The staff and guests, unfortunately, have less trouble articulating their thoughts, a move that plays up Crichton’s zest for jargon while replacing his terse dialogue stylings with a Nolanesque loquaciousness. Witness Shannon Woodward as behavior programmer Elsie Hughes, who spends most of her screentime spouting technobabble and getting viewers up to speed about the park and its inner-workings. (She’d be right at home at next to Jake Johnson and Lauren Lapkus at the controls of Jurassic World, though.) More prone to speechifying: Westworld founder Dr. Robert Ford, played by Anthony Hopkins in his first turn as a series regular on American television. Boasting a name that carries significance in the real Wild West and fake dystopian London, Ford is a role that fits Hopkins’ simmering malevolence like the good doctor’s bespoke western wear. Making poetic pronouncements and laying out tragic backstories is what mad scientists do, after all, and the cracks Hopkins gives to Ford’s carefully maintained façade contain the occasional whiff of Hannibal Lecter. (And, when it’s coming from Nolan’s pen, the pep talks of Alfred Pennyworth.) This tendency for overwriting burdens actors as talented as Jeffrey Wright (playing lead programmer Bernard Lowe) and Sidse Babett Knudsen (as quality assurance head Theresa Cullen) making their characters nearly as functional as the automatons that populate Westworld.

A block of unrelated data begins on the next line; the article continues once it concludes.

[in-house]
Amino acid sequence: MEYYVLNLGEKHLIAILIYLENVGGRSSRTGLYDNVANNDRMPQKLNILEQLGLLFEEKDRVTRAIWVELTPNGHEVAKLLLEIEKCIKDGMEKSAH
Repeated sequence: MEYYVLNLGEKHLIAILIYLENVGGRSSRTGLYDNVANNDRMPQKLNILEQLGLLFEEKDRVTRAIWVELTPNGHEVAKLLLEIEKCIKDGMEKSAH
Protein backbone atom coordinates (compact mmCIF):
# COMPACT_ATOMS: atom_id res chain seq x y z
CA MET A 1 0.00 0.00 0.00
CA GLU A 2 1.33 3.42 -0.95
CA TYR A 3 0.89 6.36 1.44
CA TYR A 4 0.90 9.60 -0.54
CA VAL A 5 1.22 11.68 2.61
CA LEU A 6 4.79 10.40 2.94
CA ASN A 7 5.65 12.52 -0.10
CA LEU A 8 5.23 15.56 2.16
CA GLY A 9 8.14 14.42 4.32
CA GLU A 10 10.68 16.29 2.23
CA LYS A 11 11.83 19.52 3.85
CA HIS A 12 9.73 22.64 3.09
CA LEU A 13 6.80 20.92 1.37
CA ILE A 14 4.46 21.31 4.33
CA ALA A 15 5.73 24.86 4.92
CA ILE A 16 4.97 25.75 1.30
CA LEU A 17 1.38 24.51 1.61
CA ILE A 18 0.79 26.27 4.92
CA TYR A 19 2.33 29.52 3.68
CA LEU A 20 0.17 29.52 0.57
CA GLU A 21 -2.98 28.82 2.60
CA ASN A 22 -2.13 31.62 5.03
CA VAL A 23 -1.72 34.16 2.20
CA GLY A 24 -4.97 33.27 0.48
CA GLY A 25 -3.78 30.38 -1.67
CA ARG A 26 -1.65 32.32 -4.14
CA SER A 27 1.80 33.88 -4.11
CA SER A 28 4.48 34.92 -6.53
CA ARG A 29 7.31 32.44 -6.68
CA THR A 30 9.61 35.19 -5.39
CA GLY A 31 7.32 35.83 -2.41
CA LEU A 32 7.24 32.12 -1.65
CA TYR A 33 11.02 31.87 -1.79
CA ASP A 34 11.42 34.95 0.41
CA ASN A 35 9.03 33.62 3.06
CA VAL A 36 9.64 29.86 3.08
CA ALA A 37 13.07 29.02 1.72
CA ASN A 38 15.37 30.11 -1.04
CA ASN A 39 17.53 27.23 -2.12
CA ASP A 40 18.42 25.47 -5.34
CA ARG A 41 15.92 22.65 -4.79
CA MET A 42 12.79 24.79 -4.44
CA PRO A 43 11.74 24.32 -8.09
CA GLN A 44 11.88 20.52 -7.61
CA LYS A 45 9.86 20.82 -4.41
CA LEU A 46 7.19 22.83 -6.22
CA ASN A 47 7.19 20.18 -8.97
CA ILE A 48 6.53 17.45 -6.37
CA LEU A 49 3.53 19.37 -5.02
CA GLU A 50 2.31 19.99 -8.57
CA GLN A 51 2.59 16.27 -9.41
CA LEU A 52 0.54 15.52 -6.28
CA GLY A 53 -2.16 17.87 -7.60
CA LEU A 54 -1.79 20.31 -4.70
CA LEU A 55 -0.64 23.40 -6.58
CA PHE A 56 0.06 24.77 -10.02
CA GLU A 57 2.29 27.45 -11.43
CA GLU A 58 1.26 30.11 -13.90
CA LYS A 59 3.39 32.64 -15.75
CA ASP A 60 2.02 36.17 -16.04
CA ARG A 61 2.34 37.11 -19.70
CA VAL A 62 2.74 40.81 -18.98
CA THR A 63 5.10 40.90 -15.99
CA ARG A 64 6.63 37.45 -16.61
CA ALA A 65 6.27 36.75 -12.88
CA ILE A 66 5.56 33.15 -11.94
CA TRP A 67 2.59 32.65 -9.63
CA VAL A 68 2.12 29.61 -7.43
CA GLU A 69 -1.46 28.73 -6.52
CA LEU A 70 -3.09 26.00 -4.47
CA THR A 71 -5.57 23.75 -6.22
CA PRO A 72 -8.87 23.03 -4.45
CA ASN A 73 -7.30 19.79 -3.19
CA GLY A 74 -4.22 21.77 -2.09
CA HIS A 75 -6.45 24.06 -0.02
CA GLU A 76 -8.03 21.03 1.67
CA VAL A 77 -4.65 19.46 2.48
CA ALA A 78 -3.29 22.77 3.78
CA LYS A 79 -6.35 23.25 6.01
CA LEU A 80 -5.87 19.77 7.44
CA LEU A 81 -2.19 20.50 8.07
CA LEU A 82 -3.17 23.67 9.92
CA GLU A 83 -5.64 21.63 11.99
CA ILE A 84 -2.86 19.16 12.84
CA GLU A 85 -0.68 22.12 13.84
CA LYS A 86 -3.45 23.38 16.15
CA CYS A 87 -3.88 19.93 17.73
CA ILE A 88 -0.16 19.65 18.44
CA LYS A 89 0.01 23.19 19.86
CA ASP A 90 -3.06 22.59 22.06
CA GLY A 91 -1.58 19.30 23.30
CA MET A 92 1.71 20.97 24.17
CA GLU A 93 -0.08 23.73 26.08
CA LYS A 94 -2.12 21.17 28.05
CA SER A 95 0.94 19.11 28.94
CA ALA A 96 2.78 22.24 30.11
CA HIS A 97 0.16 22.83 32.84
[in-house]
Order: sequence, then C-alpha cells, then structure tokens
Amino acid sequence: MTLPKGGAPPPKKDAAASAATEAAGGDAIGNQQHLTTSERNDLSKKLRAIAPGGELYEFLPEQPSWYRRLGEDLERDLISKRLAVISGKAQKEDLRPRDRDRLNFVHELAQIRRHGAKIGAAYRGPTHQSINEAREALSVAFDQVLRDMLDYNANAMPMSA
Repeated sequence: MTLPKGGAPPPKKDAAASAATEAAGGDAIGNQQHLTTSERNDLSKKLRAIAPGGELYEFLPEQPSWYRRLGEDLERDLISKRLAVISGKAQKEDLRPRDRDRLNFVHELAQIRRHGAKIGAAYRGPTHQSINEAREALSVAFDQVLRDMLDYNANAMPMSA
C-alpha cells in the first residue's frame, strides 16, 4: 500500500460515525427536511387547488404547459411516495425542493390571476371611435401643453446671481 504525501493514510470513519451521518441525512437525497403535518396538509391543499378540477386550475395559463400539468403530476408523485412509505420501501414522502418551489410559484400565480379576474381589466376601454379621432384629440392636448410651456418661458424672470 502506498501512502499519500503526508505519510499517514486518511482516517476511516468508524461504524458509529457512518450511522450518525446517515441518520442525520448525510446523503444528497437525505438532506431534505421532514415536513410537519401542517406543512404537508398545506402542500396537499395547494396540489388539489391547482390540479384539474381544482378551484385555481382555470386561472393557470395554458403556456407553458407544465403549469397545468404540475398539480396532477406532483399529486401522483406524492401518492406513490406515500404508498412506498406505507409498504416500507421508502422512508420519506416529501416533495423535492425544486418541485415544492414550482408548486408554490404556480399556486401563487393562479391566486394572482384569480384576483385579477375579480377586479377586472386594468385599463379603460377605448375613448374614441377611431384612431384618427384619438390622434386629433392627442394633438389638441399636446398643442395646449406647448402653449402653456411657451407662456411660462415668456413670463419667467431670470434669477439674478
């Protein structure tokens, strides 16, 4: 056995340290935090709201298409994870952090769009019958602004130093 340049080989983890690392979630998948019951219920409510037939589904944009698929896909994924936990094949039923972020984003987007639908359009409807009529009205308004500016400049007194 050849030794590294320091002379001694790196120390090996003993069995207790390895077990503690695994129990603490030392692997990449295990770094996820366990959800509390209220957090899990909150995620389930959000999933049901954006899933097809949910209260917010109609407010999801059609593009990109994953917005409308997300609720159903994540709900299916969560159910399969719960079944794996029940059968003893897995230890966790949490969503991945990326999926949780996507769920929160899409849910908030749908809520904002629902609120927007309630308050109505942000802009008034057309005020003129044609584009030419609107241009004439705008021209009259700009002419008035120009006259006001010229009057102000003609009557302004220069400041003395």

But that might be the exact point of Westworld. Between the lines of rollicking action sequences and puzzle-box plotting, there’s a rich creation metaphor that’s an elaborate stand-in for the act of making TV. The Good Place is playing similar notes over on NBC, but Westworld is more explicit: The park’s employees make a living by crafting character and narrative. They decommission and reprogram hosts when they’re not satisfying the guests’ desires, and stage pitch presentations that live or die on the fickle whims of the guy who created Westworld. An update is introduced to give one of the hosts a fuller backstory; a few scenes later, Ford fills Bernard in on the origins of the park itself. (As Walt Disney had Ub Iwerks, so Ford had a partner who’s been scrubbed from the history books.)